Stylish, slim, 8-megapixel camera, Android 2.3 Gingerbread and a 4-inch WVGA screen, the Motorola MOTOLUXE looks like a corker when you consider the £230 price tag. Marketed at the cost-conscious fashionista, the Motorola MOTOLUXE also has a social-centric UI and illuminated lanyard dock for a bit of extra pizazz. In an age of dual and quad-core though, the Motorola MOTOLUXE packs a humble 800MHz single core engine under its a la mode chassis. Will this cap the MOTOLUXE’s success before it even gets released or is this a genius move opening up high-end features to the masses?

Mototols MOTOLUXE Design

The Motorola MOTOLUXE's strength is its price-point and design. With an immediately evident solid build, it looks refined, sits comfortably in the hand and beats some more premium handsets such as the Samsung Galaxy S2 in terms of solid-appeal.

Motorola MOTOLUXE Montage: The Motorola MOTOLUXE Front, Back and sides.

Four capacitive buttons sit on the polished fascia below the screen along with an illuminated lanyard dock and a Motorola insignia. A micro USB port is on the left while a 3.5mm headphone jack and power button are up top. To the right is a volume rocker and a two stage camera button.

Motorola MOTOLUXE Montage: The Motorola MOTOLUXE Camera, battery and illuminating lanyard.

The reverse of the Motorola MOTOLUXE feels great thanks to its soft-touch texture. Housed on the back-side is the 8-megapixel camera and LED flash as well as the metal battery cover, only adding to the premium air surrounding the MOTOLUXE's build.

Motorola MOTOLUXE Screen

At 4-inches and with 800x480 (WVGA) resolution, a combination we've seen on many higher end handsets, however, the MOTOLUXE is one of two affordable handsets that spring to mind with a similar screen spec - the other being the Orange Monte Carlo.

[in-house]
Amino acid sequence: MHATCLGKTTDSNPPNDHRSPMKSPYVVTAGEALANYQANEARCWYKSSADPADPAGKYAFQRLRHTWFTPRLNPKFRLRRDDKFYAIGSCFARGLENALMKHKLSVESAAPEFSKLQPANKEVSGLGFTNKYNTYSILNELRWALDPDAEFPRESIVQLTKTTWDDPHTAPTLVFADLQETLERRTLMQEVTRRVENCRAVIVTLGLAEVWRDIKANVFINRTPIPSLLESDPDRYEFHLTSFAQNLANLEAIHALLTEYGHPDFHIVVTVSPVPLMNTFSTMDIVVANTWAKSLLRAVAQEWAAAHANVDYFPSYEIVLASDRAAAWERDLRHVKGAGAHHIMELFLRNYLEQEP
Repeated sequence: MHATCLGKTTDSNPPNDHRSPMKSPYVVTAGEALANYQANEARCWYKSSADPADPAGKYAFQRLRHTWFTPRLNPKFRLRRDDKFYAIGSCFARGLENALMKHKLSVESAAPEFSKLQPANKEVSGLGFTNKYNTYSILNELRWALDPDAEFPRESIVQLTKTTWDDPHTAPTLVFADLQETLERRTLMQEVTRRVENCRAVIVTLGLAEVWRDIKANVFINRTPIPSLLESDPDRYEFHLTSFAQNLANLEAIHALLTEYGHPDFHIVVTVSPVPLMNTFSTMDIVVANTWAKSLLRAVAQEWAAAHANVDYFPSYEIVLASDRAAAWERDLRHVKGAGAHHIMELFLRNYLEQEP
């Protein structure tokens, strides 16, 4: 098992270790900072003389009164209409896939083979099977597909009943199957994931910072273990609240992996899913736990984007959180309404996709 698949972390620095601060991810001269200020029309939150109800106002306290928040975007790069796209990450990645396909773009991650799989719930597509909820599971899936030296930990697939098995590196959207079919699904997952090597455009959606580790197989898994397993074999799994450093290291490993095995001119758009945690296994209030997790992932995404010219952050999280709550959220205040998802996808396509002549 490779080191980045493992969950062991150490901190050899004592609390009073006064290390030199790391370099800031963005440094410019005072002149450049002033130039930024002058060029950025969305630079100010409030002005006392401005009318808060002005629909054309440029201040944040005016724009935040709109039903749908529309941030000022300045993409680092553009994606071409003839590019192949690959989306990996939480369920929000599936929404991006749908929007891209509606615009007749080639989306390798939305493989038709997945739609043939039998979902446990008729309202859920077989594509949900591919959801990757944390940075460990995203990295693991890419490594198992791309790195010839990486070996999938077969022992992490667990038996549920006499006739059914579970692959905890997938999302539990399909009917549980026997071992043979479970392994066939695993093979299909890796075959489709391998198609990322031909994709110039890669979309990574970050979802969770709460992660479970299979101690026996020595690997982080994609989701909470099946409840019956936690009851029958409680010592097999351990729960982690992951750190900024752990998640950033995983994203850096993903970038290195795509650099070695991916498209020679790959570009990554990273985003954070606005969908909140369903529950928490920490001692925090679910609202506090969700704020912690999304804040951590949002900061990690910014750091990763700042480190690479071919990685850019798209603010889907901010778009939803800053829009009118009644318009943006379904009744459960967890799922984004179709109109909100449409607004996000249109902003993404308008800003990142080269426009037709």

Motorola Motoluxe screen size illustrated by a diagonal arrow.

The panel is nice and responsive and looks sharp. Colours are a little under-saturated and the image is ever so slightly washed out, though overall the picture looks good. Viewing angles are exceptional, though blues appear neon when viewed at an angle as with the Sony Xperia S.  

Motorola MOTOLUXE UI and Keyboard 

Long gone are the days of MOTOBLUR, the Motorola MOTOLUXE is lightly skinned, running on Android 2.3 with a custom ‘MotoSwitch’ UI. Focusing on bringing frequently selected apps and contacts to the forefront of your homescreen, it includes widgets that add value to the overall experience.

Motorola MOTOLUXE Social Graph Widget; Motorola MOTOLUXE Activity Graph Widget, Motorola MOTOLUXE Lanyard portWith up to nine home screens, Motorola is upping the ante in terms of potential number of widgets and shortcuts.

Profiles are also heavily integrated. Rather than just affecting simple elements like volume though, Motorola have emulated the HTC Sense profiles, enabling multiple home-screen set-ups (up to three).

The UI looks like that seen on the Motorola XOOM 2, sporting an almost Pan Am style retro American look. The apps drawer is vertically scrolling with the option to view just downloaded and recently used apps if you so wish.